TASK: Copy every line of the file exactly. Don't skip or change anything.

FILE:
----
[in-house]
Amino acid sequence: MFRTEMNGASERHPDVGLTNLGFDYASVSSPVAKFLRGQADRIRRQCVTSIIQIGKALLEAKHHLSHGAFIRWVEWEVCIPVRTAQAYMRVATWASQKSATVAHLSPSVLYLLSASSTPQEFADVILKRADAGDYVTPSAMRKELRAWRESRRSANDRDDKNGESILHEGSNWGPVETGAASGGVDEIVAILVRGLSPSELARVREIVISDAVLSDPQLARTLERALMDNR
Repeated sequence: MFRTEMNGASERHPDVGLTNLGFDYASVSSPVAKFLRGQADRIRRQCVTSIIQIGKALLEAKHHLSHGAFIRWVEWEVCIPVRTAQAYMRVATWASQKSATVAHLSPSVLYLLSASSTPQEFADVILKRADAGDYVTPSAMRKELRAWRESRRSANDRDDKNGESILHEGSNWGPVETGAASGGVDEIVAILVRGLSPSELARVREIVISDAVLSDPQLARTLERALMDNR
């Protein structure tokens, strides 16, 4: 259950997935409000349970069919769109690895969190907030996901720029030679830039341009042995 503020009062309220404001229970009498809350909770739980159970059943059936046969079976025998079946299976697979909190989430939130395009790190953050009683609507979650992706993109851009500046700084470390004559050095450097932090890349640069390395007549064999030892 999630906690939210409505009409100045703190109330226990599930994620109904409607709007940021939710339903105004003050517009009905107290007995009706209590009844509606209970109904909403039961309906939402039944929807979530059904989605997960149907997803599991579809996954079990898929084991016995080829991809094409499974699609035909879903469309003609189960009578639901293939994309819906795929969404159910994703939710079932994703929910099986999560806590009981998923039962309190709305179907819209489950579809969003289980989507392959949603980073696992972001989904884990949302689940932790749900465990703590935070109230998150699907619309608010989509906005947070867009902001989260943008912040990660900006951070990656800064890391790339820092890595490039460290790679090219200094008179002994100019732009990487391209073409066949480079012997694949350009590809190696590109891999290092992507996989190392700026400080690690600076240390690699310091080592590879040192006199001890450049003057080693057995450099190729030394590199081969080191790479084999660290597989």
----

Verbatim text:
[in-house]
Amino acid sequence: MFRTEMNGASERHPDVGLTNLGFDYASVSSPVAKFLRGQADRIRRQCVTSIIQIGKALLEAKHHLSHGAFIRWVEWEVCIPVRTAQAYMRVATWASQKSATVAHLSPSVLYLLSASSTPQEFADVILKRADAGDYVTPSAMRKELRAWRESRRSANDRDDKNGESILHEGSNWGPVETGAASGGVDEIVAILVRGLSPSELARVREIVISDAVLSDPQLARTLERALMDNR
Repeated sequence: MFRTEMNGASERHPDVGLTNLGFDYASVSSPVAKFLRGQADRIRRQCVTSIIQIGKALLEAKHHLSHGAFIRWVEWEVCIPVRTAQAYMRVATWASQKSATVAHLSPSVLYLLSASSTPQEFADVILKRADAGDYVTPSAMRKELRAWRESRRSANDRDDKNGESILHEGSNWGPVETGAASGGVDEIVAILVRGLSPSELARVREIVISDAVLSDPQLARTLERALMDNR
């Protein structure tokens, strides 16, 4: 259950997935409000349970069919769109690895969190907030996901720029030679830039341009042995 503020009062309220404001229970009498809350909770739980159970059943059936046969079976025998079946299976697979909190989430939130395009790190953050009683609507979650992706993109851009500046700084470390004559050095450097932090890349640069390395007549064999030892 999630906690939210409505009409100045703190109330226990599930994620109904409607709007940021939710339903105004003050517009009905107290007995009706209590009844509606209970109904909403039961309906939402039944929807979530059904989605997960149907997803599991579809996954079990898929084991016995080829991809094409499974699609035909879903469309003609189960009578639901293939994309819906795929969404159910994703939710079932994703929910099986999560806590009981998923039962309190709305179907819209489950579809969003289980989507392959949603980073696992972001989904884990949302689940932790749900465990703590935070109230998150699907619309608010989509906005947070867009902001989260943008912040990660900006951070990656800064890391790339820092890595490039460290790679090219200094008179002994100019732009990487391209073409066949480079012997694949350009590809190696590109891999290092992507996989190392700026400080690690600076240390690699310091080592590879040192006199001890450049003057080693057995450099190729030394590199081969080191790479084999660290597989």